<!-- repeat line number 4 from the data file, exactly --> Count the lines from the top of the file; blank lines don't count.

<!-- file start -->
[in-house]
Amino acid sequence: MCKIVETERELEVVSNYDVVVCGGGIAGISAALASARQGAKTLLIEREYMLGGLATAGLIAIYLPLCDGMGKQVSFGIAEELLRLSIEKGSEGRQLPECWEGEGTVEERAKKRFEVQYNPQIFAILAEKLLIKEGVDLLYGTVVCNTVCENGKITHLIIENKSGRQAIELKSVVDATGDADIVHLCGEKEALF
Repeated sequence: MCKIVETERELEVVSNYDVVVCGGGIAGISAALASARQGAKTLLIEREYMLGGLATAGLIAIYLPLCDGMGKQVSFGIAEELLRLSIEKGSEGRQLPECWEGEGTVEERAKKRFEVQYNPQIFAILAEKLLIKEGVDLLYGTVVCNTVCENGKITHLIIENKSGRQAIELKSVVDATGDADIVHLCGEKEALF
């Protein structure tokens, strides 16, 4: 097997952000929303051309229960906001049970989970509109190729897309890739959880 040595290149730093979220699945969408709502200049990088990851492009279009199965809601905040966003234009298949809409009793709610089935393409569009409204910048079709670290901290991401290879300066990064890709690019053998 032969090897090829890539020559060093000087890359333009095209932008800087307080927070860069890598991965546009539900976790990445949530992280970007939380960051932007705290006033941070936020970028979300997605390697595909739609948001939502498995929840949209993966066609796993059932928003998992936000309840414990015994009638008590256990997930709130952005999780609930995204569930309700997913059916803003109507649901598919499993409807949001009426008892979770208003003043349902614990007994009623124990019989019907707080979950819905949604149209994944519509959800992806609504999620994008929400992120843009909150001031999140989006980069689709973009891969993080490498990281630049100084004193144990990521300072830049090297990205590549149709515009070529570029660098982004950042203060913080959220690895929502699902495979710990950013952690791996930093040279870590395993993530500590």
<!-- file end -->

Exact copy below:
């Protein structure tokens, strides 16, 4: 097997952000929303051309229960906001049970989970509109190729897309890739959880 040595290149730093979220699945969408709502200049990088990851492009279009199965809601905040966003234009298949809409009793709610089935393409569009409204910048079709670290901290991401290879300066990064890709690019053998 032969090897090829890539020559060093000087890359333009095209932008800087307080927070860069890598991965546009539900976790990445949530992280970007939380960051932007705290006033941070936020970028979300997605390697595909739609948001939502498995929840949209993966066609796993059932928003998992936000309840414990015994009638008590256990997930709130952005999780609930995204569930309700997913059916803003109507649901598919499993409807949001009426008892979770208003003043349902614990007994009623124990019989019907707080979950819905949604149209994944519509959800992806609504999620994008929400992120843009909150001031999140989006980069689709973009891969993080490498990281630049100084004193144990990521300072830049090297990205590549149709515009070529570029660098982004950042203060913080959220690895929502699902495979710990950013952690791996930093040279870590395993993530500590």